So fifty five years later writers were still not worried about smart children laughing at them for suggesting that a species that originated on a planet could survive on naturally habitable moons of that planet. See also the habitable for Bajorans moons of Bajor in Deep Space Nine.

Of course by then the idea of terraforming planets and moons to make them habitable was well known. See Project Genesis in Wrath of Khan and "Home Soil". So maybe the writers of "The Host" assumed that the people of Peliar Zel had to terraform their moons before settling them.

Thus I suggest that you might face a problem in nomenclature. Calling the larger body a planet and the smaller body a moon may make some readers think that it should be impossible for both worlds to be naturally habitable for the natives of the larger world — or for humans if humans are involved in the story.

One alternative is to describe the two worlds as a double planet instead of a planet and a moon. But not twin planets, of course.

The Earth and the Moon have sometimes been described as a double planet, and after Charon was discovered Pluto and Charon were often described as a double planet instead of a planet and its moon. So you might do well to have some of your characters discuss or argue whether the smaller world is a moon or the smaller part of a double planet.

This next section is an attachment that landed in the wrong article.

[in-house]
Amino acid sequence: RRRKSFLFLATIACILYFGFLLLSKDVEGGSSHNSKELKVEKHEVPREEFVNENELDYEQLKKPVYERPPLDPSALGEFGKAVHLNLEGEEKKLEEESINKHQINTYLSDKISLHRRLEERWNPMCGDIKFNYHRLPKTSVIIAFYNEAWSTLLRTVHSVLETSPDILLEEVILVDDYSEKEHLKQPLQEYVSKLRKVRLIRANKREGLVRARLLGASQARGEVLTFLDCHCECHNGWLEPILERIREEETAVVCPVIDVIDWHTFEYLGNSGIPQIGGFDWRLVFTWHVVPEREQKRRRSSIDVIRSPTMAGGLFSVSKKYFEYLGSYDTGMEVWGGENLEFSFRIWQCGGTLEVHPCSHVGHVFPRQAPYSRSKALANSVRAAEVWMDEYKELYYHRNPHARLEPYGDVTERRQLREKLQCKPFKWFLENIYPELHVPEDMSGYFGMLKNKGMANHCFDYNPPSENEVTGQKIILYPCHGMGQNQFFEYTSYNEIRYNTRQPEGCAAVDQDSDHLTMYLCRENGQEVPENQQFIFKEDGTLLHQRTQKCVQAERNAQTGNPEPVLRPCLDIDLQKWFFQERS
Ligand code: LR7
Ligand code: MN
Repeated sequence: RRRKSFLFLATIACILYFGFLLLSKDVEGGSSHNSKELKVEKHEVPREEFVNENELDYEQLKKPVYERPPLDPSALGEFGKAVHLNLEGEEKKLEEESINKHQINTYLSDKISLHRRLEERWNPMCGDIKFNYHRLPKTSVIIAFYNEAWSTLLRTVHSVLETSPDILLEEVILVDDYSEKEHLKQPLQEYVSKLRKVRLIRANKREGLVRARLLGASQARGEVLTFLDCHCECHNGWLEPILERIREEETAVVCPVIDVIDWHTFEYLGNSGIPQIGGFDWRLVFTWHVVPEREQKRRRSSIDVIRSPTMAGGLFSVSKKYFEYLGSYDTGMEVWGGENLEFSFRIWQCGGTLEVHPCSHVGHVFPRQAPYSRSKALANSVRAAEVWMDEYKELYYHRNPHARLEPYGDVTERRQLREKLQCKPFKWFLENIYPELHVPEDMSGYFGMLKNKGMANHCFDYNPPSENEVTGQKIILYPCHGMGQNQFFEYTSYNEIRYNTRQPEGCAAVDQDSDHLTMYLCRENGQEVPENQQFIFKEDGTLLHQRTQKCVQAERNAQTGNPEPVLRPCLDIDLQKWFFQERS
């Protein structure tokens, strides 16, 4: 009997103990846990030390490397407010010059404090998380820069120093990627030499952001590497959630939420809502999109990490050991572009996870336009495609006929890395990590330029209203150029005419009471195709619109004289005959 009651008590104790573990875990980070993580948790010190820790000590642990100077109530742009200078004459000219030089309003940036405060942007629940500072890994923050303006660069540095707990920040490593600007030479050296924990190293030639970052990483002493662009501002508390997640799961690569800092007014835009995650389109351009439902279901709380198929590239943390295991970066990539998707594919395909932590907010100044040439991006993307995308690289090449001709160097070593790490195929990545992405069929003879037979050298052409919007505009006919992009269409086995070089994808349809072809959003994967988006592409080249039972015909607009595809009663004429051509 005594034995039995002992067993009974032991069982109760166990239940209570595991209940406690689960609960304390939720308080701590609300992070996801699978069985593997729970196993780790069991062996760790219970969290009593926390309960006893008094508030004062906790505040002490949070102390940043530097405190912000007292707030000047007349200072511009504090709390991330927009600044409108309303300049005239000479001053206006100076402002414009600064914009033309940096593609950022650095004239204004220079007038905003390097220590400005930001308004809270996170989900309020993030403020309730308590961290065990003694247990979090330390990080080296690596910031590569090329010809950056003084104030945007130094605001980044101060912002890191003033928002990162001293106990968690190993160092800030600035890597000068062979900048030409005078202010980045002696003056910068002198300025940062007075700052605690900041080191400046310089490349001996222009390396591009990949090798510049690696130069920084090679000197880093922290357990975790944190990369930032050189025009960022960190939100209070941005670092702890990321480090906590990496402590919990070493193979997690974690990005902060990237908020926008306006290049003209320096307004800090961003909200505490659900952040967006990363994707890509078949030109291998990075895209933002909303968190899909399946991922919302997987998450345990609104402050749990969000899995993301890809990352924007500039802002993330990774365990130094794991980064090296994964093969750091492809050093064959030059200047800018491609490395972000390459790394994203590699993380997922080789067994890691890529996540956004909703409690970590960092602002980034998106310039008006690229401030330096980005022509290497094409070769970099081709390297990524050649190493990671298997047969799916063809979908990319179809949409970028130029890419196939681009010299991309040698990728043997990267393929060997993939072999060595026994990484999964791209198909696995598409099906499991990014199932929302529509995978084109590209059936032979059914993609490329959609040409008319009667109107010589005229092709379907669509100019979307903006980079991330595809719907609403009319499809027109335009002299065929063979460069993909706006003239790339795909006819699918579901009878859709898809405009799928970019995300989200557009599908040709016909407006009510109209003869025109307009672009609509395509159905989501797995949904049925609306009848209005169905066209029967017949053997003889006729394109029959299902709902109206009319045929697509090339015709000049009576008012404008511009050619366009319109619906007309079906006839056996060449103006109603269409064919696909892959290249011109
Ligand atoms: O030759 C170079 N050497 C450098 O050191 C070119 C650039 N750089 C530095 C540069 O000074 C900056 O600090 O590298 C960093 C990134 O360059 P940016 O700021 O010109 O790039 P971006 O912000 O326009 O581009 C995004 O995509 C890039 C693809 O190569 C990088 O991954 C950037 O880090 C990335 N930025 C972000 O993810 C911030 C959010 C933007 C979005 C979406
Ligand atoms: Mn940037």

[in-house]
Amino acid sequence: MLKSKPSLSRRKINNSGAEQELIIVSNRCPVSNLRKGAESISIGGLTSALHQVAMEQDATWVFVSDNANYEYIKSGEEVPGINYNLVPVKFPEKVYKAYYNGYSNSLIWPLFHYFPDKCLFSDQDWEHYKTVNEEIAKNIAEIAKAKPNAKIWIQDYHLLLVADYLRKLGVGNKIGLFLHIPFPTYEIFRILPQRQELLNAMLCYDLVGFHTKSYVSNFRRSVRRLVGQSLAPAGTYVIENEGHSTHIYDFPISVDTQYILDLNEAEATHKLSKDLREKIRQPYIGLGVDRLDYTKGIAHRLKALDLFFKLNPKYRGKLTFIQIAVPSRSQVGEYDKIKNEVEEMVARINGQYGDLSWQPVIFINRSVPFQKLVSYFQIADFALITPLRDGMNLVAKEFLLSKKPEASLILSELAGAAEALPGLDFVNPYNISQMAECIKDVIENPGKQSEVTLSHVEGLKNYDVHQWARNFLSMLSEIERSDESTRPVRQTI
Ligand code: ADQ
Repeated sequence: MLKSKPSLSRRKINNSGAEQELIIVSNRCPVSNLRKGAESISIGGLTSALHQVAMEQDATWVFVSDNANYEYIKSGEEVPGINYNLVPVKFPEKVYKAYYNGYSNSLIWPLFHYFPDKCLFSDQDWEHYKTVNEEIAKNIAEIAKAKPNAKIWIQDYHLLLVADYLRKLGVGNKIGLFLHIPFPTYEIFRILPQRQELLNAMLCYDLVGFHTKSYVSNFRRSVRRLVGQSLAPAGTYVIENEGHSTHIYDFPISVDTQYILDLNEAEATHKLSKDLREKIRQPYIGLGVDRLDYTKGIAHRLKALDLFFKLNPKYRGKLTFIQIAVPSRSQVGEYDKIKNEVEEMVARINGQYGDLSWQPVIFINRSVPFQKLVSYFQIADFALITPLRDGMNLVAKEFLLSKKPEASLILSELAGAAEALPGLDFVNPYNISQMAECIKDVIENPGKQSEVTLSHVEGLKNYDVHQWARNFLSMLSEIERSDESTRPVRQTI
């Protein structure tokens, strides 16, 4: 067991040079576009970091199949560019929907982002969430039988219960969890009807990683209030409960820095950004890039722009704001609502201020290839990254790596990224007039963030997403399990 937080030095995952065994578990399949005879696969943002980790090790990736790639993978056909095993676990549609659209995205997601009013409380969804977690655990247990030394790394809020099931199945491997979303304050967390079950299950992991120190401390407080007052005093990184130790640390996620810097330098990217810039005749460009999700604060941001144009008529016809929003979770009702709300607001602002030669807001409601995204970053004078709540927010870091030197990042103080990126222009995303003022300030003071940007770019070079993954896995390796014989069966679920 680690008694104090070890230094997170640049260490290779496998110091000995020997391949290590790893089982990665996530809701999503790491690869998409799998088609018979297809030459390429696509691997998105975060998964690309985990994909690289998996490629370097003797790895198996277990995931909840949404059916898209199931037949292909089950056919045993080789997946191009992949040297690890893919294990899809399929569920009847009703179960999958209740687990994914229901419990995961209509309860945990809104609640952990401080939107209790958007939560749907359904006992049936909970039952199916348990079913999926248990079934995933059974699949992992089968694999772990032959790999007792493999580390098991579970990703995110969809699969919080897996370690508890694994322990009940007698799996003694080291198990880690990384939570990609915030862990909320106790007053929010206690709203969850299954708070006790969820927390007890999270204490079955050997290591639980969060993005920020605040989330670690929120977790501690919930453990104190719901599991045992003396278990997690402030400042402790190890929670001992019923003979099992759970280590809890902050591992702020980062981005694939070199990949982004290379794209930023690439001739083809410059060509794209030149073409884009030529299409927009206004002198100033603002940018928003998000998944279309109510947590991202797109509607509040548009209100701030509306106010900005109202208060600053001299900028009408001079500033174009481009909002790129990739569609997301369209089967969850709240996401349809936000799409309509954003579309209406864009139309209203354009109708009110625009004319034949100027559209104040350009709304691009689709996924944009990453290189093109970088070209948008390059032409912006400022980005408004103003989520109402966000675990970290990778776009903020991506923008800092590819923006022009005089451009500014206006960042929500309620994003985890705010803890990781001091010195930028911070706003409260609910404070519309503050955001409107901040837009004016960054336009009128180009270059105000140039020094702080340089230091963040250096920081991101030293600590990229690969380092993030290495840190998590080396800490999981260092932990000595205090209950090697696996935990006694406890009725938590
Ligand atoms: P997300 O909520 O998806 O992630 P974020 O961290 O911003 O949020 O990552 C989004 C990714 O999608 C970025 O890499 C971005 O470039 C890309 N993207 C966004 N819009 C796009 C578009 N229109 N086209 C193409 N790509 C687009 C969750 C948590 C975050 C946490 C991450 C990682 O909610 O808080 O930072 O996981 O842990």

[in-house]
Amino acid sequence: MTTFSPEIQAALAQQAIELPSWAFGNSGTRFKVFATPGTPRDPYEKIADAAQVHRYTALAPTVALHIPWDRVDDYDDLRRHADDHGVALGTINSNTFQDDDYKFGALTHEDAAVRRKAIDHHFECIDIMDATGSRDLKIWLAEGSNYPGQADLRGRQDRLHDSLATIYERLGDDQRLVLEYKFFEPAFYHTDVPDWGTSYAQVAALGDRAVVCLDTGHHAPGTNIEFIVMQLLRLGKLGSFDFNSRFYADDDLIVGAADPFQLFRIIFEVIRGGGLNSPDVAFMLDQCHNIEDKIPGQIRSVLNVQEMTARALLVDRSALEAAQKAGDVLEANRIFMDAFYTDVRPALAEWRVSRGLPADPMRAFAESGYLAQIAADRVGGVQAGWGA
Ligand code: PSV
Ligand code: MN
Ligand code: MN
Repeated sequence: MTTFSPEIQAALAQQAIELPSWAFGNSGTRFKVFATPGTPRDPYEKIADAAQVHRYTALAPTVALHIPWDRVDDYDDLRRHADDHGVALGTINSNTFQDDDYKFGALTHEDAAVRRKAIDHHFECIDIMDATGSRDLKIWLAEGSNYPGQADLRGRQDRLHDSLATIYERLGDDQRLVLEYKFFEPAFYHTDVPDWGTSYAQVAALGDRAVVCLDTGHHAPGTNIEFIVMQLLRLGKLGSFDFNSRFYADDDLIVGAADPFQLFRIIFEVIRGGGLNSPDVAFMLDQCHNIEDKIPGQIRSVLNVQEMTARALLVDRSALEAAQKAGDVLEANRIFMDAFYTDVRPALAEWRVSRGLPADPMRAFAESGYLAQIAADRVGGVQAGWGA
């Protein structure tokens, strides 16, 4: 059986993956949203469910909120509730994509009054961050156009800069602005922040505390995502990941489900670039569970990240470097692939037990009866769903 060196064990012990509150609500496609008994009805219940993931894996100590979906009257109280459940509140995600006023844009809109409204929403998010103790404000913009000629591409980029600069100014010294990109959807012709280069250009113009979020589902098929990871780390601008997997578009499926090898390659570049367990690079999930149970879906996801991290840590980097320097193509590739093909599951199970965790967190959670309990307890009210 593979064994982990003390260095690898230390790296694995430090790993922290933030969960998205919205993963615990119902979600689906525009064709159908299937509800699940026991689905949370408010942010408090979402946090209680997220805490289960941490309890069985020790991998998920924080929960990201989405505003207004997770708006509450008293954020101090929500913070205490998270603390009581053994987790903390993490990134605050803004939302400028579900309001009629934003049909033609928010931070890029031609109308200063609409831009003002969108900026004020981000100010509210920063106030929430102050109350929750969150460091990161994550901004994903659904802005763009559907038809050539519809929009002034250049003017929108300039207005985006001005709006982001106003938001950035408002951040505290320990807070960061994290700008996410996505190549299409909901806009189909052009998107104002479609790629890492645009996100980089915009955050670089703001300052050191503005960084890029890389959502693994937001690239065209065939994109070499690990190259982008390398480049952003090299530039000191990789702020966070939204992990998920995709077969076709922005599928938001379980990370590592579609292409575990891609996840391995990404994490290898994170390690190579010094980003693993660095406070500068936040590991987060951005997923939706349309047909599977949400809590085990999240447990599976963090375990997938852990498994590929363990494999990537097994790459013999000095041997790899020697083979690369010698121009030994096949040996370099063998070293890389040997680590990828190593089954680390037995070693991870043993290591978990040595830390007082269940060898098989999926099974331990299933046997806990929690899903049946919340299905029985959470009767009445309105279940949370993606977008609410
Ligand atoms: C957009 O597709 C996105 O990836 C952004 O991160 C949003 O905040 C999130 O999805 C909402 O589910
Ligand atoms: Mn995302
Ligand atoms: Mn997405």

And maybe include some ironic counterpart to the way that in our solar system the first asteroids to be discovered, and later Pluto, were considered planets and then demoted in status.

Another method would be to have the explorers from the planet talk about how their people have dreamed and argued and studied about the possibility of life on their moon and the probability that it might be habitable for them. Point out that for the people of that world a dream that died over a century ago for Earth people is a reality and how wonderful that is for them. Make it in part a wish fulfillment story for us Earthlings.

A third method — and I think you should use all three — is to show your work. Or, considering your question, the work of whoever you get to do the calculations for you.

Have calculations done to show that the smallest sized and the largest sized habitable worlds can differ in size enough to be described as a planet and its moon, or alternately as sister worlds (but not twin worlds) in a double planet.